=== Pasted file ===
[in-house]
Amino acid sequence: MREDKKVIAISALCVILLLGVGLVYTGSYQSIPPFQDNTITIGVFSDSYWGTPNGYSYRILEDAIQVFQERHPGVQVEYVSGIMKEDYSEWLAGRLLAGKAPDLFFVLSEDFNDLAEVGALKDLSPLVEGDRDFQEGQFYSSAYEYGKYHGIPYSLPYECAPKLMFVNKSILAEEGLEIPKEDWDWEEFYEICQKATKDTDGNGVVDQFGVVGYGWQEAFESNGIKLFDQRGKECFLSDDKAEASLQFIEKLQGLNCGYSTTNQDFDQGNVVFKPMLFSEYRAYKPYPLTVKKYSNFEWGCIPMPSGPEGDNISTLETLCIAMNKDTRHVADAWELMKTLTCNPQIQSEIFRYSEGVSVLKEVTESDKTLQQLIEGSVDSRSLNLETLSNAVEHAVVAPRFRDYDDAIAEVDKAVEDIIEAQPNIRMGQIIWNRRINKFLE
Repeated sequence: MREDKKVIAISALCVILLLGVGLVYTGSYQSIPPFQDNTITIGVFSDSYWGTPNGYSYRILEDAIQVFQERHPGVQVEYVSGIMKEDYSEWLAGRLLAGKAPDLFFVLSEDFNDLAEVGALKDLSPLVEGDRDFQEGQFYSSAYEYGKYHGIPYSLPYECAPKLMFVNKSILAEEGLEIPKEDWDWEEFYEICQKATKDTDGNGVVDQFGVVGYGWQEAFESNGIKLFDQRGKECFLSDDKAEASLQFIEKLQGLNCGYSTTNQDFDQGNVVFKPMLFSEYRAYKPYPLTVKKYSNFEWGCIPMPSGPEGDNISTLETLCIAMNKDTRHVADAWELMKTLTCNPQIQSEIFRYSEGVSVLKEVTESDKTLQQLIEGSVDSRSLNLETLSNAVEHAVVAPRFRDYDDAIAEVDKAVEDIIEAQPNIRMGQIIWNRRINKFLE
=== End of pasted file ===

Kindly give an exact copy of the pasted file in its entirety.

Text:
[in-house]
Amino acid sequence: MREDKKVIAISALCVILLLGVGLVYTGSYQSIPPFQDNTITIGVFSDSYWGTPNGYSYRILEDAIQVFQERHPGVQVEYVSGIMKEDYSEWLAGRLLAGKAPDLFFVLSEDFNDLAEVGALKDLSPLVEGDRDFQEGQFYSSAYEYGKYHGIPYSLPYECAPKLMFVNKSILAEEGLEIPKEDWDWEEFYEICQKATKDTDGNGVVDQFGVVGYGWQEAFESNGIKLFDQRGKECFLSDDKAEASLQFIEKLQGLNCGYSTTNQDFDQGNVVFKPMLFSEYRAYKPYPLTVKKYSNFEWGCIPMPSGPEGDNISTLETLCIAMNKDTRHVADAWELMKTLTCNPQIQSEIFRYSEGVSVLKEVTESDKTLQQLIEGSVDSRSLNLETLSNAVEHAVVAPRFRDYDDAIAEVDKAVEDIIEAQPNIRMGQIIWNRRINKFLE
Repeated sequence: MREDKKVIAISALCVILLLGVGLVYTGSYQSIPPFQDNTITIGVFSDSYWGTPNGYSYRILEDAIQVFQERHPGVQVEYVSGIMKEDYSEWLAGRLLAGKAPDLFFVLSEDFNDLAEVGALKDLSPLVEGDRDFQEGQFYSSAYEYGKYHGIPYSLPYECAPKLMFVNKSILAEEGLEIPKEDWDWEEFYEICQKATKDTDGNGVVDQFGVVGYGWQEAFESNGIKLFDQRGKECFLSDDKAEASLQFIEKLQGLNCGYSTTNQDFDQGNVVFKPMLFSEYRAYKPYPLTVKKYSNFEWGCIPMPSGPEGDNISTLETLCIAMNKDTRHVADAWELMKTLTCNPQIQSEIFRYSEGVSVLKEVTESDKTLQQLIEGSVDSRSLNLETLSNAVEHAVVAPRFRDYDDAIAEVDKAVEDIIEAQPNIRMGQIIWNRRINKFLE